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Three Tenses

Past, present and future. The three tenses of everything. In writing, that’s where it gets more complicated. When do you use which? How to do so? Can you switch?

Past Tense

1) Most common throughout writing. Usually third and first person, lessly second.

2) Has a narrative flow to it, as if the story has happened and someone is now telling it to the reader.

Ex. It was dark that night, with rain the poured from sky like the tears she shed.

VS

It’s dark tonight, with rain that pours from the sky like the tears she sheds.

OR

It will be dark that night, with rain that’s bound to pour like the tears she has yet to shed.

Present Tense

1) Also common throughout writing. Mainly third or first person, occasionally second.

2) Has a dialogue-like flow to it, as if another character is telling you what’s happening.

Ex. She kneels, looking up at the man she loves. He’s taken aback, eyes wide and hands trembling. She smiles, opening a small box that holds nothing less than a ring.

VS

She kneeled, and looked up at the man she has grown to love. He was taken aback, eyes wide as his hands trembled. She smiled, and opened a small box. It held nothing less... than a ring.

OR

She will kneel, look up at the man she will love. He’ll be taken aback, eyes wide as his hands tremble. And she’ll smile, open a small box, that will hold nothing less than a ring.

Future tense

1) More rare than the other two tenses. Usually in third person nonfiction or second person.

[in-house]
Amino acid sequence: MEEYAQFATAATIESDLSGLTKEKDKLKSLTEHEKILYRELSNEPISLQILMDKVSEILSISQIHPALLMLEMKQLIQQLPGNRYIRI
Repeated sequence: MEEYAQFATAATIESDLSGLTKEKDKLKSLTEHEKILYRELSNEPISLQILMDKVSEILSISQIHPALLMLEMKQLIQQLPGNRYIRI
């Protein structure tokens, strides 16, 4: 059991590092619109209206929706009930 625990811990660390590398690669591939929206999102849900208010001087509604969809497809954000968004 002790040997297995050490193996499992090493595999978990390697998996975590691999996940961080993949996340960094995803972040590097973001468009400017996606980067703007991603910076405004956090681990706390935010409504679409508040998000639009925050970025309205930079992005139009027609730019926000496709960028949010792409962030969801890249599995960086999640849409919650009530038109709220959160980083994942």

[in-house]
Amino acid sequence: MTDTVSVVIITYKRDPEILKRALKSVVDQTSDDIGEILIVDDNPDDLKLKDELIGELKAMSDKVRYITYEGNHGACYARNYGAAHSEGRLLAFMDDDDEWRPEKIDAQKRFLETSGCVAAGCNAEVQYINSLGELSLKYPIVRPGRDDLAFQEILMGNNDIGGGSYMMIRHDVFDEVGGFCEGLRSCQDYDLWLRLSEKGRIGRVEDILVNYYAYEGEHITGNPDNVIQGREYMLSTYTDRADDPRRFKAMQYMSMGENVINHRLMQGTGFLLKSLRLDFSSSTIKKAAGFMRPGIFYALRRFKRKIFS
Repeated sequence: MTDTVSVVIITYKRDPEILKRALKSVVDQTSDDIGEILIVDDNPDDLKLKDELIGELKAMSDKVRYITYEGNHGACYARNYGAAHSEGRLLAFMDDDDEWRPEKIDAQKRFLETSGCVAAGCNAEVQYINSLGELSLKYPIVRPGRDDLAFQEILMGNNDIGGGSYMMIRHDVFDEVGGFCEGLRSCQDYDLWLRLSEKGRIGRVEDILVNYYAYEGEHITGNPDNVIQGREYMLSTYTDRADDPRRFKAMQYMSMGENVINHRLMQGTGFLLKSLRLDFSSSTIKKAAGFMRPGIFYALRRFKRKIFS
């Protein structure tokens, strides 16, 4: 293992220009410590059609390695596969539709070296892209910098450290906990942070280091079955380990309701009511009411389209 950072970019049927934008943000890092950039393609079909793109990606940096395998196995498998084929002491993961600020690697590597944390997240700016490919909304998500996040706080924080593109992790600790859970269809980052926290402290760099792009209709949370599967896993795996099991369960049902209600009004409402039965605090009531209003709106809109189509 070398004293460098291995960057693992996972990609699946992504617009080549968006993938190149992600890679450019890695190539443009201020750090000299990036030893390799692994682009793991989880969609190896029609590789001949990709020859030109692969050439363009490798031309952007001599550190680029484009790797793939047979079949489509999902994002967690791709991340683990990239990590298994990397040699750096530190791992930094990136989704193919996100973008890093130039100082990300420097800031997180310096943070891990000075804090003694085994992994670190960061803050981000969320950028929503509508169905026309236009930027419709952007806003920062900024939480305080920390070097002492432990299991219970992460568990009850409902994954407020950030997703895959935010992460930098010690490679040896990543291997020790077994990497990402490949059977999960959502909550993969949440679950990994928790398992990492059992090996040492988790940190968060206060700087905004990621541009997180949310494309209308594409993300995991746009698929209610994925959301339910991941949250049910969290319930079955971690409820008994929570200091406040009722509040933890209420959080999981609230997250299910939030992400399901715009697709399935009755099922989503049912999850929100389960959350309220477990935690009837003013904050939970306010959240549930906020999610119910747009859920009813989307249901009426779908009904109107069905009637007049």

2) Has a more prophetic flow; someone predicting what will happen.

Ex. The banshee will scream for you, too... won’t it? I wish it never had to call for her, for I know soon her wail for you will ring. A shame it will be to lose you.

VS

The banshee screams for you, too. I wish it never had to call for her, for now her wail for you rins. A shame it is to lose you.

OR

The banshee screamed her you, too. I had wished it never called for her, and moreso for you. A shame it was to lose you.

When to Use Each

1) PROLOGUE: Either or all. If it regards the story/character’s history, past. If it explains the story/what will happen, future. If it regards the mindset of a character/story, present.

2) STORY: Either or all. A fiction, most likely past, maybe present. A nonfiction, most likely present, possibly past. A second person, most likely present, maybe future. It all depends on the writing style and context in which it is written.

3) DIALOGUE: Most likely present or future, past when context calls for it.

4) FORESHADOWING: Either same tense as the rest of the story, or, if it’s a question for the reader/character’s reflection, future tense.

All of Them?

1) Well yes, but actually no.

2) Some setences are already in past tense, so other descriptions/words will have present tense particles. It doesn’t change the story’s tense.

Ex. She held tightly onto the sword as it swung, moonlight glinting off the blade with calm radiance.

3) Using the questioning/reflection foreshadowing tactic, change of tense is welcomed in the name of stylization.

Ex. I ran. I ran from my pack, ran from my mate, ran from it all. I ran from the blood I had spilt, ran from hate was bound to be made, ran from being Alpha. Would I have turned back, if I knew what came next? I’d like to believe I would.

4) In dialogue, the tense can often change. Whether is be the character’s speaking habits or context, tense change throughout dialogue has little to no (bad) effect on the story.

What NOT to Do

1) Change the tense in the middle of a paragraph.*

2) Use one tense for much of the story, then suddenly change it to another.*

3) Use all three tenses at once. All the time. Nonstop switching.

4) Use the same tense for every word, all the time, no matter what.**

*Unless context calls for it to be switched.

**Possible, but unlikely to work.

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